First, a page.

The influence of asexual parasite density on gametocytes, described above, was based on analyses including microscopically counted asexual parasites. Although microscopic detection of asexual parasites is more robust than that of gametocytes, more sensitive methods like QT-NASBA may also detect sub-patent asexual parasites. Ideally, we would have included asexual parasite density determined by QT-NASBA as a covariate. QT-NASBA is currently available for quantification of the total parasite load14 or for gametocytes only, but not yet for specific quantification of asexual parasites as is the case for other molecular biology methods such as PCR.7,14

Our results were obtained with samples collected at the end of the wet season. With a marked seasonal transmission in Burkina Faso, we cannot generalize these results to all seasons. It is possible that gametocyte prevalence and mean gametocyte densities, as well as the relations with age, vary over time. However, in a preceding study over various seasons, of which the present samples are a small part, we came to similar conclusions with microscopic parasite detection (A. L. Ouédraogo and others, unpublished data). QT-NASBA analysis of samples of cross-sectional surveys in other seasons will be performed.

Table 1

Effect of asexual parasite density on age distribution of gametocyte carriage and gametocyte density measured by QT-NASBA

Gametocyte prevalence
Age group (years)NOR* (95% CI)P valueOR† (95% CI)P value
< 5793.16 (1.61–6.20)0.0011.53 (0.73–3.24)0.262
5–9973.83 (2.00–7.37)0.0001.86 (0.90–3.83)0.094
10–14783.35 (1.69–6.63)0.0011.85 (0.89–3.88)0.101
15–24711.52 (0.80–2.88)0.1971.05 (0.53–2.08)0.884
≥ 25871.0‡1.0‡
Gametocyte density§
Age group (years)Nβ* [SE (β)]P valueβ† [SE(β)]P value
< 5791.11 (0.26)0.0000.50 (0.28)0.071
5–9971.19 (0.25)0.0000.59 (0.27)0.027
10–14781.02 (0.27)0.0000.53 (0.27)0.053
15–24710.45 (0.27)0.0980.16 (0.27)0.556
≥ 25870.0‡0.0‡
Gametocyte density¶**
Age group (years)Nβ* [SE (β)]P value
* Crude values of odds ratio (OR) and β.
† OR and β adjusted for 10log asexual parasite density. Asexual density OR = 1.27 (CI = 1.16–1.38, P < 0.001) for gametocyte prevalence and β = 0.18 [SE(β) = 0.03; P < 0.001] for gametocyte density.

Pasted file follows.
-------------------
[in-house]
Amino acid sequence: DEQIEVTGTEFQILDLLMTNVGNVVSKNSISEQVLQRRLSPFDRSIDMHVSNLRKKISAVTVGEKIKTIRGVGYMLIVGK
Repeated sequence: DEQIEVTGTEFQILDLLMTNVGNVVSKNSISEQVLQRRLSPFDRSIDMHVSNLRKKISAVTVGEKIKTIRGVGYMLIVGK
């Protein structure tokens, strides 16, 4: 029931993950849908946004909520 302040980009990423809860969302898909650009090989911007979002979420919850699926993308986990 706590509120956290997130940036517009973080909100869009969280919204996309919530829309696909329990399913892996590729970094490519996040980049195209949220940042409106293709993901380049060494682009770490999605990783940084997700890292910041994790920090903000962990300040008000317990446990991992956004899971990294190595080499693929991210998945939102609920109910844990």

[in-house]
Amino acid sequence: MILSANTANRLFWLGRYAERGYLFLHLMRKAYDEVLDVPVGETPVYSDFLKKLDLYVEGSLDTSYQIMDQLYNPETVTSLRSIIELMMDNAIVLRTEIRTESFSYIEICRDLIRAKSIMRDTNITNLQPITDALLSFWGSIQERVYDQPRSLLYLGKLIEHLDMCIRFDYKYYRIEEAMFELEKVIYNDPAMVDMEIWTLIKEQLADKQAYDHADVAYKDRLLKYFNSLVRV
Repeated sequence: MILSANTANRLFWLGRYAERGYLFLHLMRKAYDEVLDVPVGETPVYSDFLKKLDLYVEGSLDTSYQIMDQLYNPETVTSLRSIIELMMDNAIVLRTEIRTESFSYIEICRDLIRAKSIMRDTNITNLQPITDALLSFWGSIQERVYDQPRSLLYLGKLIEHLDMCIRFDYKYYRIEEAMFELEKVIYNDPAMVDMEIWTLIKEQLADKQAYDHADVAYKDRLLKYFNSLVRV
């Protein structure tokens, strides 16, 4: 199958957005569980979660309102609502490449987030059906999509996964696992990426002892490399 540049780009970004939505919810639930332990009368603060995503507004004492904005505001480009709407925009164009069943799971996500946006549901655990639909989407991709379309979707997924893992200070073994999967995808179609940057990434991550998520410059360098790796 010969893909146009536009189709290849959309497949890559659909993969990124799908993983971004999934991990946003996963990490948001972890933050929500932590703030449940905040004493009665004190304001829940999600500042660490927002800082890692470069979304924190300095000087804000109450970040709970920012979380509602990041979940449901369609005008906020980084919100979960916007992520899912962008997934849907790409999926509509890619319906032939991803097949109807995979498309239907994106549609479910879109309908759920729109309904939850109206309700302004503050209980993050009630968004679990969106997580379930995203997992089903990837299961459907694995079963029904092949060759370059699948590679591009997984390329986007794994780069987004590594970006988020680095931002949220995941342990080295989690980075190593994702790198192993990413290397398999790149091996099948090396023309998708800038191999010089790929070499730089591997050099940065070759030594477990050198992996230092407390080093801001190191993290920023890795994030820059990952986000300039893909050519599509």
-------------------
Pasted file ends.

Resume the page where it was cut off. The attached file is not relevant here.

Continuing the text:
‡ Age group ≥ 25 years was used as reference group.
§ All samples.
¶ Samples from Pfs25 QT-NASBA–positive gametocyte carriers.
** Adjustment for asexual density was not significant with β = 0.023, SE(β) = 0.026, and P = 0.378.
< 5610.406 (0.19)0.037
5–9780.369 (0.19)0.046
10–14610.248 (0.19)0.201
15–24440.213 (0.21)0.309
≥ 25450.0‡
Figure 1.
Figure 1.

Parasite prevalence for the different age groups, calculated by QT-NASBA A, and microscopy B. Solid bars represent total parasite prevalence, including asexual parasites and gametocytes. Open bars represent gametocyte prevalence.

Citation: The American Journal of Tropical Medicine and Hygiene Am J Trop Med Hyg 76, 4; 10.4269/ajtmh.2007.76.626

Figure 2.
Figure 2.

Mean parasite densities for different age groups, calculated for all samples. Solid bars represent asexual parasite density measured by microscopy. Striped bars represent gametocyte density measured by QT-NASBA. Numbers of individuals per group are presented on top of bars. Error bars indicate SD.

Citation: The American Journal of Tropical Medicine and Hygiene Am J Trop Med Hyg 76, 4; 10.4269/ajtmh.2007.76.626

*

Address correspondence to André Lin Ouédraogo, Département des Sciences Biomédicales, Centre National de Recherche et de Formation sur le Paludisme, 01 BP 2208 Ouagadougou 01, Burkina Faso. E-mail: andre_lin_o@yahoo.fr

Authors’ addresses: André Lin Ouédraogo, Issa Nébié, and Nadine Cuzin-Ouattara, Département des Sciences Biomédicales, Centre National de Recherche et de Formation sur le Paludisme, 01 BP 2208 Ouagadougou 01, Burkina Faso, Telephone: 226-50-324695, Fax: 226-50-310477. André Lin Ouédraogo, Petra Schneider, Marcel de Kruijf, Jan Peter Verhave, and Robert W. Sauerwein, Medical Microbiology Department 268, Radboud University Medical Centre, PO Box 9101, 6500 HB Nijmegen, The Netherlands, Telephone: 31-24-3610577, Fax: 31-24-3614666.